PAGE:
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September 2, 2010

Thursday, September 02, 2010

BY: wrace


© OCEANA / Carlos Suárez


Oceana Latitude – Early morning sunrise and calm seas today! The morning commenced as we dropped the CTD machine in the water at 6:00am. The entire deployment took two hours and then it was off to the next mooring site for strip retrieval.

While in route we heard news of the oil platform explosion off the coast of Louisiana. The “not again” look swept across the entire crew’s faces. As more news came in throughout the day, tensions eased and we felt as if we dodged a bullet.

Retrieving the moorings is a complete Oceana and Latitude team effort. It begins by spotting the buoy. When the moorings were set, a GPS position was taken, which gives us an area in which to look. Once found, a crew member from the Latitude casts out a grappling hook in similar fashion as seen on the Deadliest Catch.

Once the buoy is hooked, it is attached to a rope. The rope runs through a suspended pulley and then through a winch.  Winching commences and starts pulling up the mooring line. The average amount of line let out is around 1600 meters or about a mile of line. As the winch takes in line, teams on deck guide, pull, and coil the rope.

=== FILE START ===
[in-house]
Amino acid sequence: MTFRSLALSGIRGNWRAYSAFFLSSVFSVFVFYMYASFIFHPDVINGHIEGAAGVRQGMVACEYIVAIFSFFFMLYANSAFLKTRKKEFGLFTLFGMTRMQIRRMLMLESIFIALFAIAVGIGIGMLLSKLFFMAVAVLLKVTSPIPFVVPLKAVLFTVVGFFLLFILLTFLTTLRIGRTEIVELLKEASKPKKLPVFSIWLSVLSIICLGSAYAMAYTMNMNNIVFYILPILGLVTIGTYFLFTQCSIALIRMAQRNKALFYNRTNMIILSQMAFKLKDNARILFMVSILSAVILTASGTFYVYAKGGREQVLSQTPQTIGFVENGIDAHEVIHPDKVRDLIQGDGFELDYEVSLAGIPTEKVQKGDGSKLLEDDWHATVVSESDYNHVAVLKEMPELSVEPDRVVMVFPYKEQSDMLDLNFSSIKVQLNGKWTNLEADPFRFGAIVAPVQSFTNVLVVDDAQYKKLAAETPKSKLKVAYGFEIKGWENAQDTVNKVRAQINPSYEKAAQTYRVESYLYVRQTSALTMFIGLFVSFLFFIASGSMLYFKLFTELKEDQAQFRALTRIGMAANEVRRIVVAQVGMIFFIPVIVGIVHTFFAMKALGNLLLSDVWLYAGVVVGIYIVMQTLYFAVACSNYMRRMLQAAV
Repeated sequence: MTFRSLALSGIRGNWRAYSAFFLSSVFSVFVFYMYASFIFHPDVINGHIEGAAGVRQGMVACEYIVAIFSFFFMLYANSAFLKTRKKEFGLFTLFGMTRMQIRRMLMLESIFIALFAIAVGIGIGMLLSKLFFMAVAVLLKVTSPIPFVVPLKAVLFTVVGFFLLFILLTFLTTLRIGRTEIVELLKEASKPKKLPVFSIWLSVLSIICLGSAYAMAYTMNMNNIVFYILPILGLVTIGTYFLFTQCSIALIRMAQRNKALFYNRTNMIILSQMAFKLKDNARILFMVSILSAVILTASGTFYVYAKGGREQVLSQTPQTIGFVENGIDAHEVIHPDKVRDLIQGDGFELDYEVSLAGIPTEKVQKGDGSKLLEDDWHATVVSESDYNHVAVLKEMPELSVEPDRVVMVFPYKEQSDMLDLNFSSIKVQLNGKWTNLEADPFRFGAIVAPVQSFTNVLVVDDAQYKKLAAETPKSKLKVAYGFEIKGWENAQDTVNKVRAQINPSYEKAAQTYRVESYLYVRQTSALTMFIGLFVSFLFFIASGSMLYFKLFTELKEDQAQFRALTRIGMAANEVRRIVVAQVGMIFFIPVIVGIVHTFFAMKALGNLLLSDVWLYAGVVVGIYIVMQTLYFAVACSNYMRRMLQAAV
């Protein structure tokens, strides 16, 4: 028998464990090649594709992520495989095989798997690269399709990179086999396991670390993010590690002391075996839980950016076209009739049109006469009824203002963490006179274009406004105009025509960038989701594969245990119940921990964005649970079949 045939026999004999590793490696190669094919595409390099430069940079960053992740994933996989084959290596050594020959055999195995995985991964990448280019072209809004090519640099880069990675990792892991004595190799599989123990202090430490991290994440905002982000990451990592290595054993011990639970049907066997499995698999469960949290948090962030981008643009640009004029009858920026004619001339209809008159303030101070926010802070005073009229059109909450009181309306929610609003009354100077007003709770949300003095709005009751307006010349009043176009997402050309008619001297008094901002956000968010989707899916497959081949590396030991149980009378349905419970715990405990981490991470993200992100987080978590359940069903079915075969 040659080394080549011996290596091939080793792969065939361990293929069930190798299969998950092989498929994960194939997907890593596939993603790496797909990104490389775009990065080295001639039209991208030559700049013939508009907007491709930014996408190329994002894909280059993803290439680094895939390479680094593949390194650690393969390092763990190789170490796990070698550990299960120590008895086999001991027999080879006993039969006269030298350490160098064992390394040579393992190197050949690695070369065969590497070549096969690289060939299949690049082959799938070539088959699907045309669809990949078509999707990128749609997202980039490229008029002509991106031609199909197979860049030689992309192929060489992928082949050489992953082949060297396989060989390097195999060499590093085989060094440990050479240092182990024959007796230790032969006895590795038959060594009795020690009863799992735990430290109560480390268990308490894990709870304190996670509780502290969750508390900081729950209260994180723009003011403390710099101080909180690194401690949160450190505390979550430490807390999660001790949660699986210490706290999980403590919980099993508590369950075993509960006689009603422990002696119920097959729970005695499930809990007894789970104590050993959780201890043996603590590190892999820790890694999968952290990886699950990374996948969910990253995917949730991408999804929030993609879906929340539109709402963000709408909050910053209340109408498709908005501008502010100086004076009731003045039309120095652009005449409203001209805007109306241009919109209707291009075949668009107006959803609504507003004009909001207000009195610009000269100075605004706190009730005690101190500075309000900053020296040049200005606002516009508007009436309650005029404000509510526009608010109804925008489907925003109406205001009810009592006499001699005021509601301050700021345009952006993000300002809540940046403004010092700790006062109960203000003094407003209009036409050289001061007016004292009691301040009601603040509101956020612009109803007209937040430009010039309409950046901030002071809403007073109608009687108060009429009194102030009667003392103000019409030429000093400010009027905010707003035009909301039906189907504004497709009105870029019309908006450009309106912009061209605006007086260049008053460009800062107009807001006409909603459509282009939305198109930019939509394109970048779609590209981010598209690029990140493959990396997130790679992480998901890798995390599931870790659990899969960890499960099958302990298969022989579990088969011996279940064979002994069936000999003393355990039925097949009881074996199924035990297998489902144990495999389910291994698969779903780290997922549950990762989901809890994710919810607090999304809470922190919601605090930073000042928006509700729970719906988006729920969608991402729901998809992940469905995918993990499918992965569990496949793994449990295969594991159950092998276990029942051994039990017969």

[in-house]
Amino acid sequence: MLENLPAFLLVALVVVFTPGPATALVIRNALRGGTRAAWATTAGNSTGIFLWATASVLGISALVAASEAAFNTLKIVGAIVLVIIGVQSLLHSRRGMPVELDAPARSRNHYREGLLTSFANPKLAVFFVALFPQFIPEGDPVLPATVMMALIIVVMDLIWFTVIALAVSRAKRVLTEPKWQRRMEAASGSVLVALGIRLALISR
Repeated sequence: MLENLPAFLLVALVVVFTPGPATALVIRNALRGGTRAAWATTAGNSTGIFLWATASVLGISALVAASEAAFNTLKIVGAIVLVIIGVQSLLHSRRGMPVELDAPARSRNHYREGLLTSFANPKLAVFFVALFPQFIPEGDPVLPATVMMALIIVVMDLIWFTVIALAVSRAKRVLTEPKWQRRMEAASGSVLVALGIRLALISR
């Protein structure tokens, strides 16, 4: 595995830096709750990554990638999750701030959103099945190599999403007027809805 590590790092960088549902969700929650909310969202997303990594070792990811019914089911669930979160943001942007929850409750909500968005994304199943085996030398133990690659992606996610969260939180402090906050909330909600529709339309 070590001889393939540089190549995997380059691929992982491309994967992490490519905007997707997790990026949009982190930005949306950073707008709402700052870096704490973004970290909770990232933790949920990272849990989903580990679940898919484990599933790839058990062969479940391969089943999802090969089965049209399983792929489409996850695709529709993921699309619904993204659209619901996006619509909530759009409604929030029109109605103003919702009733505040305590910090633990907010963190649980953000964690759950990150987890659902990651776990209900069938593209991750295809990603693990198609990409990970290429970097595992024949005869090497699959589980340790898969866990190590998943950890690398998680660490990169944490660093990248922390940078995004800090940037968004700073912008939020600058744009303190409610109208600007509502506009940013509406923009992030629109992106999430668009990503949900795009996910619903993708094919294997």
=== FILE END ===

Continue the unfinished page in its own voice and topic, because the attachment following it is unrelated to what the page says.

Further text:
During this process two members of the Oceana crew are harnessed and waiting for test strips on the side of the boat. Once a test strip is spotted, one crew grabs and bags the strip while the other removes the holding clips from the line so it can then go through the winch. The information is recorded and noted as samples go into a cooler.

This entire process goes on for about two and a half hours.  It is hard, grueling work, but everyone has maintained a positive attitude and stepped up to improve the system or fill gaps when needed. Tomorrow the Oceana team will continue this quest. Stay tuned!